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PH4: A 250M deep borehole in Tournemire for Assessing the reliability of Chloride-, Helium and water stable isotopes profiles in the TOARCIAN/DOMERIAN shales



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Titre du congrès :Clays in natural and engineered barriers for radioactive waste confinement Ville du congrès :Lille Date du congrès :17/09/2007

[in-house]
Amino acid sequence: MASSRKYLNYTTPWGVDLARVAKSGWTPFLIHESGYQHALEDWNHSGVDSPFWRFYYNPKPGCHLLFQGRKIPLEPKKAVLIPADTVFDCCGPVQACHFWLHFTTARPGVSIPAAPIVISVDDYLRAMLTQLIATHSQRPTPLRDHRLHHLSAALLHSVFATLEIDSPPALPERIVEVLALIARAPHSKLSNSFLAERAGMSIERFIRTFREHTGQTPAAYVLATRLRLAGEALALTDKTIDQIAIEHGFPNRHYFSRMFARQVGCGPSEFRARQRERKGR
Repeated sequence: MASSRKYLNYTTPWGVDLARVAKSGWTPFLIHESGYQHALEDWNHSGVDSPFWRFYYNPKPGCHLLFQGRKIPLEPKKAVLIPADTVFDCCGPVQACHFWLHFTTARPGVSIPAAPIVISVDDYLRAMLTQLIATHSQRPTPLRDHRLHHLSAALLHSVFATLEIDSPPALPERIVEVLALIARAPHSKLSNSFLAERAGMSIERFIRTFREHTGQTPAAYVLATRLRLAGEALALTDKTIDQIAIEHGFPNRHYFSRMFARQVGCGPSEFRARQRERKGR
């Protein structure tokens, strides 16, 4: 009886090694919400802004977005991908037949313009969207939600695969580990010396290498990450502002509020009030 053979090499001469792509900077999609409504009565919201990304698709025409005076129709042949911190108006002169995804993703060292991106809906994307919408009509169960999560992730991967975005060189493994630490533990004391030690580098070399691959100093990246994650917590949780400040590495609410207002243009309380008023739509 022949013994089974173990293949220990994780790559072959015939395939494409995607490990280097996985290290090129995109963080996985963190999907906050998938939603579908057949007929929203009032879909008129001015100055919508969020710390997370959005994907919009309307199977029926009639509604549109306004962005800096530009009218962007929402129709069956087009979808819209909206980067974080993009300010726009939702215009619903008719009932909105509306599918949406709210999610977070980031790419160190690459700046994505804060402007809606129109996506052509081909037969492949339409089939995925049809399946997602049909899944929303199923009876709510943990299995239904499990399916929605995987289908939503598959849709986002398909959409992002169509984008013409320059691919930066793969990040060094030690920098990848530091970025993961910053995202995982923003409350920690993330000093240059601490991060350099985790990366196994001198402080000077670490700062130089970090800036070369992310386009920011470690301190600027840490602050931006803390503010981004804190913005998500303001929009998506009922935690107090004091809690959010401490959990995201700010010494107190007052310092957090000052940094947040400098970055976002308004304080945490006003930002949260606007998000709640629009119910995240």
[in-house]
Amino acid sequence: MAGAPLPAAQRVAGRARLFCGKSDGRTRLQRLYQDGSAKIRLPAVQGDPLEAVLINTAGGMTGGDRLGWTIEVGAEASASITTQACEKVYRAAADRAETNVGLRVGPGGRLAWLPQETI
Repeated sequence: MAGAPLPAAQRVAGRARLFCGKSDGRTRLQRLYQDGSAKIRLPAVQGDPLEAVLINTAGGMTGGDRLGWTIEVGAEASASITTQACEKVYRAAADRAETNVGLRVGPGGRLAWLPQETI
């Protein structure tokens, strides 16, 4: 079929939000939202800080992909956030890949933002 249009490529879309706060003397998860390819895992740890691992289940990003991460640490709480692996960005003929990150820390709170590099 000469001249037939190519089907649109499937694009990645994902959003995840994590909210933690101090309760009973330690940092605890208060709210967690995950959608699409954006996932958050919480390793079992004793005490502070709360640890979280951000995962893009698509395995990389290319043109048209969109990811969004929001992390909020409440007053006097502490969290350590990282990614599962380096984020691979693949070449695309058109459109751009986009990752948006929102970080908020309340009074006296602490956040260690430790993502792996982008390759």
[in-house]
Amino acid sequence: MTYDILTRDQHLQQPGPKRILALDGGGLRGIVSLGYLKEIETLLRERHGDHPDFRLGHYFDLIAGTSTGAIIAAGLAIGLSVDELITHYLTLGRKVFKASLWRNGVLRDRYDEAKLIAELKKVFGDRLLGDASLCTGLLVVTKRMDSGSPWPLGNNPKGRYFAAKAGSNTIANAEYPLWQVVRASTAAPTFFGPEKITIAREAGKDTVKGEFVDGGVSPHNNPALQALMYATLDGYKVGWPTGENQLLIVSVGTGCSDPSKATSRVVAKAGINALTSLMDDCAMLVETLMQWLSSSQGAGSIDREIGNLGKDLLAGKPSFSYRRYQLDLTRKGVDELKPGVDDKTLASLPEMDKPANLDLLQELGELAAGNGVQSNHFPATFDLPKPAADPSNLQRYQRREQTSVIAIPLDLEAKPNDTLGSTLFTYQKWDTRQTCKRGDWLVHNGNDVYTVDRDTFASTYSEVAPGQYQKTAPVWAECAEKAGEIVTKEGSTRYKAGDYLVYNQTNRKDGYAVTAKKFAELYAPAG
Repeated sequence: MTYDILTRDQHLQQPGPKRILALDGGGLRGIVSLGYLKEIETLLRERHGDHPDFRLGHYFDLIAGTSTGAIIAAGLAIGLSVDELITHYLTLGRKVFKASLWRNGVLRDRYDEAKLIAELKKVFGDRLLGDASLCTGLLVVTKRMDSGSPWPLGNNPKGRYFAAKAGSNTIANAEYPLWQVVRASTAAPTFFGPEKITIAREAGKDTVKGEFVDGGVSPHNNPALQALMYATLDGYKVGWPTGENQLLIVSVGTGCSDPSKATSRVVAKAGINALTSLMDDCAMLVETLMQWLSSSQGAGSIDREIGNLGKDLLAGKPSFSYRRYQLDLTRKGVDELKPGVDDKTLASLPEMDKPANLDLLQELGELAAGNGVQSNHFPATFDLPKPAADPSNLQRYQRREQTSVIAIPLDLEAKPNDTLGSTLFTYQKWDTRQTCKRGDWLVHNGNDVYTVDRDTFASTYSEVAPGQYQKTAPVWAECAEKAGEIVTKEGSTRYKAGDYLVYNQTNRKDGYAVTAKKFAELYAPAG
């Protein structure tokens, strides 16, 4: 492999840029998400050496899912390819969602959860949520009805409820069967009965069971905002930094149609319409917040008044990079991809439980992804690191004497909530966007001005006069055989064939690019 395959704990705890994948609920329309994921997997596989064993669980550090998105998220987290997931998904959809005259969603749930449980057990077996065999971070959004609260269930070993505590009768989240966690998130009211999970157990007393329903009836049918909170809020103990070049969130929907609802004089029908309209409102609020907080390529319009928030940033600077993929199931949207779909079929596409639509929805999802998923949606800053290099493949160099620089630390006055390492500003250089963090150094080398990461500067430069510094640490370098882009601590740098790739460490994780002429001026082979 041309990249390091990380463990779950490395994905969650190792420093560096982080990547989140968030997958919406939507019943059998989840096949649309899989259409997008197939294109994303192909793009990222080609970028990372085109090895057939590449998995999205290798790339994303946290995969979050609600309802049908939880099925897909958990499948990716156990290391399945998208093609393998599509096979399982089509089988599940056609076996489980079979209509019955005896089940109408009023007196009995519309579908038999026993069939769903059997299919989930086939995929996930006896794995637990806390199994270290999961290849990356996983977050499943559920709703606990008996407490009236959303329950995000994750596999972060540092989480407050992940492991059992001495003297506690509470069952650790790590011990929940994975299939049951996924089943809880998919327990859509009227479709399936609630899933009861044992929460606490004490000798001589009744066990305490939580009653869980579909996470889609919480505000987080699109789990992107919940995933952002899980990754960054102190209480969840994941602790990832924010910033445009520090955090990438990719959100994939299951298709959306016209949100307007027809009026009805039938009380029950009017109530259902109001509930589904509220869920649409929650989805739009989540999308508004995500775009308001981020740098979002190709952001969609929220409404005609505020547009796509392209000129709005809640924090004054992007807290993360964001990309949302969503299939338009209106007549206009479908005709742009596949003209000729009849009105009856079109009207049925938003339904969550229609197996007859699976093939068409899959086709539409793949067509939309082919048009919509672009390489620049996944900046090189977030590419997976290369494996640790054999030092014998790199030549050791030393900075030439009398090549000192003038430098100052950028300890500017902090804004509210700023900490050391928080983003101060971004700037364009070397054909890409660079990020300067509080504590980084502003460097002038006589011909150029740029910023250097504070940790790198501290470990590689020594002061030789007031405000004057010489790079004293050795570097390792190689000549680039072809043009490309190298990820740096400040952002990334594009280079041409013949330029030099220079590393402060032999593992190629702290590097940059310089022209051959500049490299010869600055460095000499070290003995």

Introduction One method to obtain information about fluid flow and solute transport in porous media of low hydraulic conductivity and water content is based on the study of natural-tracer distribution in pore-water. Such an approach has been previously applied to the Tournemire Toarcian/Domerian shales and, based on the profiles of the water stable isotopes and chloride in the pore water, it was concluded that diffusion might be the main transport mechanism in these rocks (Patriarche et al., 2004). However, the low water content (2 to 5 %), the small pore size (few nm) and the charged clay surfaces of such rocks make the determination of such natural tracer concentrations difficult and measurements are easily subjected to artefacts that deviate the measured data from that actually present in situ. For example, a comparison of different vacuum distillation and isotope exchange methods to determine the pore water isotopic composition revealed that the vacuum distillation method resulted in systematically lower, geologically difficult explicable, 18O and 2H values, making the previous studies based on this technique questionable (Altinier et al., 2007). The present study aims at assessing the reliability of various techniques used for the determination of natural–tracers in pore water by the comparison of several natural tracer profiles (chloride, water stable isotopes and helium) with the tracer data obtained from adjacent samples from the same borehole. Experimental concept Drillcore samples were collected from a 250m-deep vertical borehole drilled in winter 2006/2007 from the tunnel down to the lower calcareous aquifer and penetrated through 220m of Toarcian/Domerian argillite and marls. The borehole was air-drilled throughout in order to prevent contamination of the natural tracers by drilling fluid. The water stable isotope contents in the pore water have been approached by two methods. At intervals of 10 m, core material was recovered and conditioned on-site (removal of the core rim, crushing, placing in a vapour-tight container together with an isotopically spiked solution) for the vapour exchange method for water isotopes. From the same core piece less than 10cm apart, another sub-sample was prepared for radial diffusion experiments (see Savoye et al., 2006a & 2006b for details). The supernatant solution of these experiments was analysed for its isotopic composition as well as for its Cl concentration. In addition, this method also allows the derivation of the geochemical porosity of the rock and its diffusion parameters. For the determination of pore-water helium concentrations, about 10 freshly drilled rock samples were conditioned on-site to octahedral cylinders by dry-cutting the core rim and were immediately transferred in He-tight stainless steel containers. The containers were repeatedly flushed with nitrogen and evacuated, to remove excess air and finally left under a slight under pressure. Complete outgassing of He is attained after several weeks to a few months and He will be analysed by mass spectrometry. Possible contamination of the samples with air is monitored by the simultaneous measurement of the Ne isotope ratio on the recovered gas. Other core samples were dedicated to on-site petrophysical measurements such as the gravimetric determination of the water content by drying at 150°C to stable weight conditions and still other sample were preserved in aluminium bags under vacuum for their mineralogy. Results Although some of the experiments take months until their full equilibration and thus the analytical work has not yet been completed, some first results are already available: The hydrogen isotope ratios of the pore-water derived by the vapour exchange technique describe a profile with a “classical” V-shape: from 2H values of about -45‰ V-SMOW at the tunnel level, deuterium contents regularly increase up to 2H values of -30‰ in the lower Toarcian and drop down again to -50‰ in the lower Carixian aquifer. A discrepancy of about 20‰ is observed between the present 2H values and those obtained by Patriarche et al. (2004) for a part of the present profile. This difference persists along the entire stratigraphic column and must be attributed to the artefacts linked to the applied vacuum distillation technique, as already highlighted by Altinier et al. (2007). Similar is observed for the 18O profile showing the same vertical trend the 2H values, but less accentuated. Although the data acquisition is still in progress, these first findings already show the importance of having a) an improved understanding of artefacts introduce by sample conditioning and methods applied, b) a control on the obtained tracer concentrations by applying complementary methods, and c) a complete multi-tracer profile that extends to the bounding aquifer what will allow a much better constrained modelling of the tracer data.